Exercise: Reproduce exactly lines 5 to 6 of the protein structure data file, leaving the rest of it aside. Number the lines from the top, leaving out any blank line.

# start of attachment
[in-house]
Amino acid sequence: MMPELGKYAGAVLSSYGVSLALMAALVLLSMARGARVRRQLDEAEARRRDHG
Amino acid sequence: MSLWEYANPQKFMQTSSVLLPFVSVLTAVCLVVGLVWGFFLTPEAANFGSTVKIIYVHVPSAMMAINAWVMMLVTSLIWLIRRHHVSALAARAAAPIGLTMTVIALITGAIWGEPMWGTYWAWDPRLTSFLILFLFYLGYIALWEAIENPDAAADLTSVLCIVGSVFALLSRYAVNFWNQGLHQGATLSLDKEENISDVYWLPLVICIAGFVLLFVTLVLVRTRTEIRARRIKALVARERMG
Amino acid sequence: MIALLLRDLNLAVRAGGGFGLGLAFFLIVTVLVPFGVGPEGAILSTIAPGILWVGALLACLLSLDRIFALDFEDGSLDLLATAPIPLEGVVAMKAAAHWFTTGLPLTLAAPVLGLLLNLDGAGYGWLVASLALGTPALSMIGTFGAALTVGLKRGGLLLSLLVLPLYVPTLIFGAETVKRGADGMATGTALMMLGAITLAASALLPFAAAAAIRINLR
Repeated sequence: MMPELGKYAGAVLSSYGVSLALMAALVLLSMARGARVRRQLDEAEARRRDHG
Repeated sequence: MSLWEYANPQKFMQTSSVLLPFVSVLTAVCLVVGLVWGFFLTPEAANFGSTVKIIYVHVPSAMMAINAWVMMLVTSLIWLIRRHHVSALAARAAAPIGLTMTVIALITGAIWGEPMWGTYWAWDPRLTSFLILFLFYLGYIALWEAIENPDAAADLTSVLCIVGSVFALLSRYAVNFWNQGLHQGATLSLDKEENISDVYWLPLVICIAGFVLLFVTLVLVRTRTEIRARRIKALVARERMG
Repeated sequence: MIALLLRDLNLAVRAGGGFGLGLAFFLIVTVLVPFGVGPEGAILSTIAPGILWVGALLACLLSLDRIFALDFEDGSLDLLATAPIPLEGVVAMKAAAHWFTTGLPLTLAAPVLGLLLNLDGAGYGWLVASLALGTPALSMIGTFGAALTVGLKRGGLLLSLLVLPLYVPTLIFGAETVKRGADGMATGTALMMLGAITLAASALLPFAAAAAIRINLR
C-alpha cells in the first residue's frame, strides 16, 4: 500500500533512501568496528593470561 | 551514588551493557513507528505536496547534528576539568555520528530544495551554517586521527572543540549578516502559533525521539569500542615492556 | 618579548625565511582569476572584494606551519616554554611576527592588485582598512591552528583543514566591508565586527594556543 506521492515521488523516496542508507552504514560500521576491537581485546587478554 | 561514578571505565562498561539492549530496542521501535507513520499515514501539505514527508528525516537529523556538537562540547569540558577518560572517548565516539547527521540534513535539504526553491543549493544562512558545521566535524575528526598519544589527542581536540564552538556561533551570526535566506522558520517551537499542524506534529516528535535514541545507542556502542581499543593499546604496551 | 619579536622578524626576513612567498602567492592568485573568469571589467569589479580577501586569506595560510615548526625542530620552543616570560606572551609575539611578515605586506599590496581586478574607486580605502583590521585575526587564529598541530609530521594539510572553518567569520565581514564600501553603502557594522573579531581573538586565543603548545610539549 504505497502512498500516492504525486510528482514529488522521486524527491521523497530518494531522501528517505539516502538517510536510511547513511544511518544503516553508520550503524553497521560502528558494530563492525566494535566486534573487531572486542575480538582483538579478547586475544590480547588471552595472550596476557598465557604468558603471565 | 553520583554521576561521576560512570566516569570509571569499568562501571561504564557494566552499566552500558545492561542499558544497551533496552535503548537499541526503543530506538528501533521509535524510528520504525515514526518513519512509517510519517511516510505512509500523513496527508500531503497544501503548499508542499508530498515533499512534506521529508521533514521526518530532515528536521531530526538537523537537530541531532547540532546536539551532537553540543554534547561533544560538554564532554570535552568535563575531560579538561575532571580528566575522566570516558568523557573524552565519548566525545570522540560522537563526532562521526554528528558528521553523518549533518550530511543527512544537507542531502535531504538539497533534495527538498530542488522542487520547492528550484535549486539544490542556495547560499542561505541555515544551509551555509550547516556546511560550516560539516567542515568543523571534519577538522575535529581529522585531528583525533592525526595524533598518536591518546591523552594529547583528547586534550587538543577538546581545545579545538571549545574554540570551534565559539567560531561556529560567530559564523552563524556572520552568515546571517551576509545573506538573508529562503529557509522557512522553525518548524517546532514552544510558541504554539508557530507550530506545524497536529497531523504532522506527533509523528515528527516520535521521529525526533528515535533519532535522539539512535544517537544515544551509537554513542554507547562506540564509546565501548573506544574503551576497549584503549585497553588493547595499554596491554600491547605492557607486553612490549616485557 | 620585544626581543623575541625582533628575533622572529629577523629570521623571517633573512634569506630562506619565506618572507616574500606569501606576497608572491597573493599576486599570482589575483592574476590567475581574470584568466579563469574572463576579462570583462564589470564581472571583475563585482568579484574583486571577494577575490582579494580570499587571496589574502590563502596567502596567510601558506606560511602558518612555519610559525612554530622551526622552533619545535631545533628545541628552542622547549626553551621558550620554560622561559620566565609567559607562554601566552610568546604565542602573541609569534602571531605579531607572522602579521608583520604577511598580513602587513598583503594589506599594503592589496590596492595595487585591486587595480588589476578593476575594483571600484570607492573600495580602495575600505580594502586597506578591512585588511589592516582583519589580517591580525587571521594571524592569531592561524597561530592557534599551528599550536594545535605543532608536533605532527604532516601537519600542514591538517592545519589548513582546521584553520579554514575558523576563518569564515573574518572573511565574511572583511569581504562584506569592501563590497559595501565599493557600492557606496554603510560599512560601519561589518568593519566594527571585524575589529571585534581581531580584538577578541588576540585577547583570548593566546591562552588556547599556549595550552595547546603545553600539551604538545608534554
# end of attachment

Repeated sequence: MMPELGKYAGAVLSSYGVSLALMAALVLLSMARGARVRRQLDEAEARRRDHG
Repeated sequence: MSLWEYANPQKFMQTSSVLLPFVSVLTAVCLVVGLVWGFFLTPEAANFGSTVKIIYVHVPSAMMAINAWVMMLVTSLIWLIRRHHVSALAARAAAPIGLTMTVIALITGAIWGEPMWGTYWAWDPRLTSFLILFLFYLGYIALWEAIENPDAAADLTSVLCIVGSVFALLSRYAVNFWNQGLHQGATLSLDKEENISDVYWLPLVICIAGFVLLFVTLVLVRTRTEIRARRIKALVARERMG